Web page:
The day before Halloween, I wrote a story about Pleasanton, Calif.-based Adept Technology Inc., whose automated ClamPAC system is now being used to pack clamshells at San Juan Batista, Calif.-based Earthbound Farm.
The next night, following my kids around the dark streets of our neighborhood, I was just a tiny bit afraid of running into someone in a Terminator costume.
Are robots taking over? Should we be scared?
For the fresh produce industry, the answers to those questions are probably “unfortunately, no” and “definitely no.”
Regarding the former, The Packer quoted Dave Barrett, director of the Intelligent Vehicle Laboratory at Franklin W. Olin College, Needham, Mass., saying that orchard robots are closer and more affordable than many in the tree fruit industry realize.
Unfortunately, that story ran in 2007. In the intervening years, stories about mechanization have been few and far between. And when we do report on it, it’s usually automation for packing, palletizing or labeling.
Some growers have had success harvesting commodities like raisin grapes, processing oranges and baby lettuce mechanically, but for the most part if the Terminator revolution is coming you wouldn’t know it by looking at today’s orchards and fields.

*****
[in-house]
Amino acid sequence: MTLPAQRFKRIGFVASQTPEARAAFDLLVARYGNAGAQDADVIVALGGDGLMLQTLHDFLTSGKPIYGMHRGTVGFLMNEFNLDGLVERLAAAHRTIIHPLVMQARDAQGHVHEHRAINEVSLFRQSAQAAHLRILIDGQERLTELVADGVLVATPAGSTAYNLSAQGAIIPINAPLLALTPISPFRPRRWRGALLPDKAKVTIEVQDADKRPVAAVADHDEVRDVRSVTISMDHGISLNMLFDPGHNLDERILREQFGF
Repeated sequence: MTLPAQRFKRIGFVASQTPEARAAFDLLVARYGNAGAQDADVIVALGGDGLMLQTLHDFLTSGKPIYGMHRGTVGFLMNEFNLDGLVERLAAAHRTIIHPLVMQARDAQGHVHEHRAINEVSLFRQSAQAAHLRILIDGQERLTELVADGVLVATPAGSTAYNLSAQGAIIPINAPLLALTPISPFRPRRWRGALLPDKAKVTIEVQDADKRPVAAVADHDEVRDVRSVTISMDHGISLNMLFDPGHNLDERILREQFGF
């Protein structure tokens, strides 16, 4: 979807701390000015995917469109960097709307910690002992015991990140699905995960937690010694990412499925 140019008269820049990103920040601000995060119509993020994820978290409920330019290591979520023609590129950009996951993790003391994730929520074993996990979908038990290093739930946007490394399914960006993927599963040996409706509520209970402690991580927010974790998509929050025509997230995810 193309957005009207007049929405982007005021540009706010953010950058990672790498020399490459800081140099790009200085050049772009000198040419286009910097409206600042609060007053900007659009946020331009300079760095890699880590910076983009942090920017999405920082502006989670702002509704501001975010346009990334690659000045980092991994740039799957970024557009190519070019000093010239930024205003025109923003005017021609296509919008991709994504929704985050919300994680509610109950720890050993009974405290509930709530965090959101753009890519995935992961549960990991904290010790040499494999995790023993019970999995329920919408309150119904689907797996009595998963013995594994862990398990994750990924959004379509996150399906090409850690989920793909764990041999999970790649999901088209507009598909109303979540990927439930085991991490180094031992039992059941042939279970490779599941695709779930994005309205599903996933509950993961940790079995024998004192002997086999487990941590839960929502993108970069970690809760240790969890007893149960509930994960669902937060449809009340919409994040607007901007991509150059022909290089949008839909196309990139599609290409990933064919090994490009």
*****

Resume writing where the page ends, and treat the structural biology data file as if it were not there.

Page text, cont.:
Given the labor problems that get worse every year, that’s not the news the industry wants to hear.
It was thus a pleasant surprise to hear recent news that Purdue University researchers have received $6 million in grants to develop automatic pruners for fruit trees and vines.
Purdue’s program, tasked with developing and improving machines that use cameras and robotic arms to prune, will be led by Peter Hirst, an associate professor of horticulture at Purdue.
Of the total, $3 million comes from the U.S. Department of Agriculture’s Specialty Crops Research Initiative, and another $3 million in matching funds from industry partners and institutional funds.
In the project’s first phase, researchers will work on improving the prototype of an automated grapevine pruner developed by San Diego-based Vision Robotics, one of Purdue’s partners in the venture.
A tractor pulls the Vision Robotics machine over grape vines while cameras capture images of the vines and a computer tells robotic arms where the they should be pruned.
It’s in the prototype phase, but with the cash infusion provides by the grants researchers are optimistic that it can take the next step and become a commercially available device that would save grape growers money.